Ace Adams - was a reliever
Tripp Cromer - only one triple in his career
Gregor Blanco - is Venezuelan
Jim French - from Ohio
Angel Pagan - born again Christian

Grant Balfour really does have kind of a high walk rate.
   14. kthejoker Posted: April 24, 2013 at 10:43 AM (#4424322)
Early Wynn - 290 CG
Bruce Hitt - 0-1 with a strikeout
   15. RoyalsRetro (AG#1F) Posted: April 24, 2013 at 11:01 AM (#4424342)

Billy Brewer - never played for Milwaukee


Angel Berroa - never played for Anaheim
Marlin Stuart - never played for Miami
Red Ruffing - never played for Cincinnati
Conrad Cardinal - never played for St. Louis
Jay Bell - never played for Toronto
Ray Durham - never played for Tampa Bay
Rocky Coppinger - never played for Colorado
Luis Exposito - never played for Montreal
Joe Astroth - never played for Houston
Mordecai Brown - played for two St. Louis clubs, but not the Browns

Ranger Suarez is a Phillies minor leaguers. We'll see if he ends up in Texas.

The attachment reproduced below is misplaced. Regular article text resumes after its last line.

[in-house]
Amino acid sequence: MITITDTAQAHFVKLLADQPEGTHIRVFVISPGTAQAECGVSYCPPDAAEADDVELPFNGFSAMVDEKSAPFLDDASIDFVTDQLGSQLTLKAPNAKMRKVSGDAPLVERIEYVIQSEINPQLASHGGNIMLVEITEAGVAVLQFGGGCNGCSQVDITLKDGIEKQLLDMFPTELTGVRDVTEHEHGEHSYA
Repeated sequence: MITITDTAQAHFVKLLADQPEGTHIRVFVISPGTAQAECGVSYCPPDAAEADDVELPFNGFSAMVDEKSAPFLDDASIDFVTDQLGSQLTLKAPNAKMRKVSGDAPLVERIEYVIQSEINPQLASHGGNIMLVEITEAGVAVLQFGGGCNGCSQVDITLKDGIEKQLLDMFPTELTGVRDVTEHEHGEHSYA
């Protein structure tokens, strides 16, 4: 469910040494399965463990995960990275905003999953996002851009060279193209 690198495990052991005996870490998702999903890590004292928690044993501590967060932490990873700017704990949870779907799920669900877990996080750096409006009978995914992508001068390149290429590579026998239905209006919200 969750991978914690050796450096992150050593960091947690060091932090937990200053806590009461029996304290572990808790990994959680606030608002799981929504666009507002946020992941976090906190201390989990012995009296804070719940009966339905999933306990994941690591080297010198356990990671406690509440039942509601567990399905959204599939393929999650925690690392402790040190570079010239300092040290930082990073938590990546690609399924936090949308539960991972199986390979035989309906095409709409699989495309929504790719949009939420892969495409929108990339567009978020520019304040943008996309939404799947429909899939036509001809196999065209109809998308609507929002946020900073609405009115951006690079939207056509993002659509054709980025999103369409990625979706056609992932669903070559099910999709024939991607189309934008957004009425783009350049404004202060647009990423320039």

Johnny Podres DID play for San Diego though.
   16. Tom Nawrocki Posted: April 24, 2013 at 11:05 AM (#4424349)
Dave Philley played for the Phillies, but Cub Stricker never played for the Cubs.
   17. Crispix reaches boiling point with lackluster play Posted: April 24, 2013 at 11:13 AM (#4424362)
Ray Durham - never played for Tampa Bay

Or their AAA team!
   18. Rennie's Tenet Posted: April 24, 2013 at 11:25 AM (#4424377)
Ray Durham - never played for Tampa Bay


Jason Raymond Bay has so far not become Bay Ray Jay Ray Bay.
   19. Dan Lee is some pumkins Posted: April 24, 2013 at 11:28 AM (#4424385)
Neither Indian Bob Johnson nor Wahoo Sam Crawford played for Cleveland, though admittedly the Indians weren't the Indians while Wahoo Sam was active.
   20. Dan Lee is some pumkins Posted: April 24, 2013 at 11:30 AM (#4424389)
Bill Kay struck out 11 times in 60 career plate appearances. Justin Kaye threw three career MLB innings and struck out three batters.
   21. Ned Garvin: Male Prostitute Posted: April 24, 2013 at 12:00 PM (#4424436)
Dick Cox, Johnny Dickshot, Dick Pole, Rusty Kuntz - never appeared in any pornographic films.
   22. Dan Lee is some pumkins Posted: April 24, 2013 at 12:03 PM (#4424439)
Nor did my personal favorite R-rated baseball name, Twitchy Dick Porter.

As an aside, I own a game-used Dick Pole Tribe jersey from his coaching days. Very proud of that.